It has been suggested that plants can change soil characteristics via their litter to favour their own species. The New Zealand kauri tree (Agathis australis) presents an interesting case for studying such a positive feedback between plant and soil because it has a huge impact upon the soil. We hypothesised that, under mature kauri trees, compared with sites outside the projection of the crown, seedlings of angiosperm trees are relatively rare, while kauri seedlings are relatively common, due to the poor soil conditions and the higher light intensity. We counted seedlings under and outside the crowns of kauri trees and correlated the presence of these seedlings to measured site conditions. The results confirm the hypotheses and indicate that the establishment of kauri seedlings is favoured by the open canopy and high light intensities below kauri. The low nutrient availability under kauri appears to be unfavourable for the survival of angiosperm seedlings but not for the survival of kauri seedlings. Since the lower nitrogen availability under kauri is due to sequestration of nitrogen in the organic layer under kauri, a positive feedback between kauri and the soil is likely.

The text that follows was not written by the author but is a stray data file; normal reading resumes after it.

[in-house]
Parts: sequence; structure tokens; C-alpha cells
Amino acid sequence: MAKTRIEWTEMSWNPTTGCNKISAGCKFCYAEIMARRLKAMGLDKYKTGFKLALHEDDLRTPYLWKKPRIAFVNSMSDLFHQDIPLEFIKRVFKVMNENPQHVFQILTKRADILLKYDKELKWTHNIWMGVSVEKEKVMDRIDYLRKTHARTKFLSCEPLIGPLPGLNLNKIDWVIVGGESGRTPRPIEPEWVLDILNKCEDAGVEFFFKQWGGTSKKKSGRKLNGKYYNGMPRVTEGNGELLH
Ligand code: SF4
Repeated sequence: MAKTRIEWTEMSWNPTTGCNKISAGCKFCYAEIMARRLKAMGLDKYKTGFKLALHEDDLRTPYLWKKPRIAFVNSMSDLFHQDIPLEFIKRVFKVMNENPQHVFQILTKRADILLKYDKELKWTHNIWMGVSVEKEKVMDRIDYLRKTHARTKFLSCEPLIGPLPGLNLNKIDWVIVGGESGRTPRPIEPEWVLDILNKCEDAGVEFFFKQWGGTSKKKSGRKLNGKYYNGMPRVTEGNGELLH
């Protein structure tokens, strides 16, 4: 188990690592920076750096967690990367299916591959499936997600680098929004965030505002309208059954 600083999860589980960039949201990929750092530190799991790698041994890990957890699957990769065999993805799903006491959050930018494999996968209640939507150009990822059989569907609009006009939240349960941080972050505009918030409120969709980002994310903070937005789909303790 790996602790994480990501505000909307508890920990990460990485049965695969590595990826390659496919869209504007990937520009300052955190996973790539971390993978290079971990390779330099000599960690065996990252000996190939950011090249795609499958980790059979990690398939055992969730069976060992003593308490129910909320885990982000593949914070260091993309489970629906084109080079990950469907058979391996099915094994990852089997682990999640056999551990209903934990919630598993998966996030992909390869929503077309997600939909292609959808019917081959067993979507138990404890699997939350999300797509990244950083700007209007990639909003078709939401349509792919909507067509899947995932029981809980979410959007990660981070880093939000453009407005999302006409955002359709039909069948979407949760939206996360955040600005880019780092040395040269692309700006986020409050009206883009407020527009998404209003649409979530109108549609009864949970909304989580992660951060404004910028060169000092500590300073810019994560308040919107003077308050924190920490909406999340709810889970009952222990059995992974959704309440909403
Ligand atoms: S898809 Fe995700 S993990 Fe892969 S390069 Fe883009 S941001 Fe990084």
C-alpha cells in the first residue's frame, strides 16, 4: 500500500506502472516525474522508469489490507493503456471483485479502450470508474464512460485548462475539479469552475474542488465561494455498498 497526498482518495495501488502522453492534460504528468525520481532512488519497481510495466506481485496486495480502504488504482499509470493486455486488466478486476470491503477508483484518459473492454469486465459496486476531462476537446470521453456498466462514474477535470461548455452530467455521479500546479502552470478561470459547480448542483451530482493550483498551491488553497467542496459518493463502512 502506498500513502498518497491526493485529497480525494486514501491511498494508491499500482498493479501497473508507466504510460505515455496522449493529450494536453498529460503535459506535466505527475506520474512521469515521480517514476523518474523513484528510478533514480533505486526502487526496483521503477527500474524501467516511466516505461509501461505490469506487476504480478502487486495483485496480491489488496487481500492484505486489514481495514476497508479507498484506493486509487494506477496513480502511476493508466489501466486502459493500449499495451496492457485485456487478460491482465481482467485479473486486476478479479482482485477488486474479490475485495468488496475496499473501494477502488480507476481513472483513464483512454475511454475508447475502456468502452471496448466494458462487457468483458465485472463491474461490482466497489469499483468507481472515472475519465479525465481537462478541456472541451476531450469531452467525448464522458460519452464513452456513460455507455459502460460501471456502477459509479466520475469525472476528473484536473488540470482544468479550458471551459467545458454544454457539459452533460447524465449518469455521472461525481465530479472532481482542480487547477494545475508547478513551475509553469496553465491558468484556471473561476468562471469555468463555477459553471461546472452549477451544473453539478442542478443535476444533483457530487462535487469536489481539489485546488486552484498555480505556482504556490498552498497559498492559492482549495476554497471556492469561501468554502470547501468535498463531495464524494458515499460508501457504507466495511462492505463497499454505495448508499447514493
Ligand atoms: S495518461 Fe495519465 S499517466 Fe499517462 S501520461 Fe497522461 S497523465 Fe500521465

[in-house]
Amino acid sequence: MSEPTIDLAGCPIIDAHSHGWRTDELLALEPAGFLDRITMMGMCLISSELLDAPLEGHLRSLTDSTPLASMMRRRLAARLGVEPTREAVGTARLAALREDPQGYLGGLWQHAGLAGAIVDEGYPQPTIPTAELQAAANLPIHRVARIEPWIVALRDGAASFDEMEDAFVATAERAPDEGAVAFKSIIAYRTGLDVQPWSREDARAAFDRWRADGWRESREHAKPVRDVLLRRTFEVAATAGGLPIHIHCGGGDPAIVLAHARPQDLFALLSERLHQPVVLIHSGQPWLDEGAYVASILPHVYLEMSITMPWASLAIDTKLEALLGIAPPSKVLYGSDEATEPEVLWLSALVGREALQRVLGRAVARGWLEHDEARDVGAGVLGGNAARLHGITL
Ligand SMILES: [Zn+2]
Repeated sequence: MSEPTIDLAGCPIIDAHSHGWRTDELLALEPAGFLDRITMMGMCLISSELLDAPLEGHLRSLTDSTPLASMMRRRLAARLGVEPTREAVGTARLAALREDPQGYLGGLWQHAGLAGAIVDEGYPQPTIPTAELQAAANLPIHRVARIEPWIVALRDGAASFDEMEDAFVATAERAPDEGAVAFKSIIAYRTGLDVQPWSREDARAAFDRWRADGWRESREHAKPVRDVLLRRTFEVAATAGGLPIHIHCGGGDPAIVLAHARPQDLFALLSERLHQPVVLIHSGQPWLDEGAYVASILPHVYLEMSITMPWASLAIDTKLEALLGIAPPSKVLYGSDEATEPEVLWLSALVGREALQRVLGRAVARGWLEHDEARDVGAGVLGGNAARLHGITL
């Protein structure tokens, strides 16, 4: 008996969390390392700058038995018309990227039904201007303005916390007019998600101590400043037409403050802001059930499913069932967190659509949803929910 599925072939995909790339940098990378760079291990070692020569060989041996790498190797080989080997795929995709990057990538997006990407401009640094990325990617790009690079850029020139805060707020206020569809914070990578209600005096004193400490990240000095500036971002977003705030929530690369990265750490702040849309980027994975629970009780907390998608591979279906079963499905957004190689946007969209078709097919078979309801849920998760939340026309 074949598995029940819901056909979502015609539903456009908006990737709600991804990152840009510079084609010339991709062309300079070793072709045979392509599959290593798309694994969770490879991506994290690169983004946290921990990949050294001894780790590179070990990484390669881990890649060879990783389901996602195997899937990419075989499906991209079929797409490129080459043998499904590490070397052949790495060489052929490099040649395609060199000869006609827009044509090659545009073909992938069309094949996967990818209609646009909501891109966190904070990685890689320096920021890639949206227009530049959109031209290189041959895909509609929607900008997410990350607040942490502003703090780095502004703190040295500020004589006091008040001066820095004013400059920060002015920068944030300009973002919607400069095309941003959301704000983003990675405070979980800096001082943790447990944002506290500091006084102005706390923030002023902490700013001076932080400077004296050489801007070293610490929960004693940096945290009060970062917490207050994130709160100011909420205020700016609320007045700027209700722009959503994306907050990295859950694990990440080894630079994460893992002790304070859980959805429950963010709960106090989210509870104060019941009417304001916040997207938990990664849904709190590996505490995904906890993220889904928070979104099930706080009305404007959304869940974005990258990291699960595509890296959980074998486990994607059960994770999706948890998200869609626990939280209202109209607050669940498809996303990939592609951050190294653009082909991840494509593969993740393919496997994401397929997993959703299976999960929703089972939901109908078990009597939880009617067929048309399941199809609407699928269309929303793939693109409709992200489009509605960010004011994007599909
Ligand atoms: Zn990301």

|Number of pages||9|
|Journal||New Zealand Journal of Ecology|
|Publication status||Published - 2007|
- tanekaha phyllocladus-trichomanoides
- don lindl kauri
- soil interactions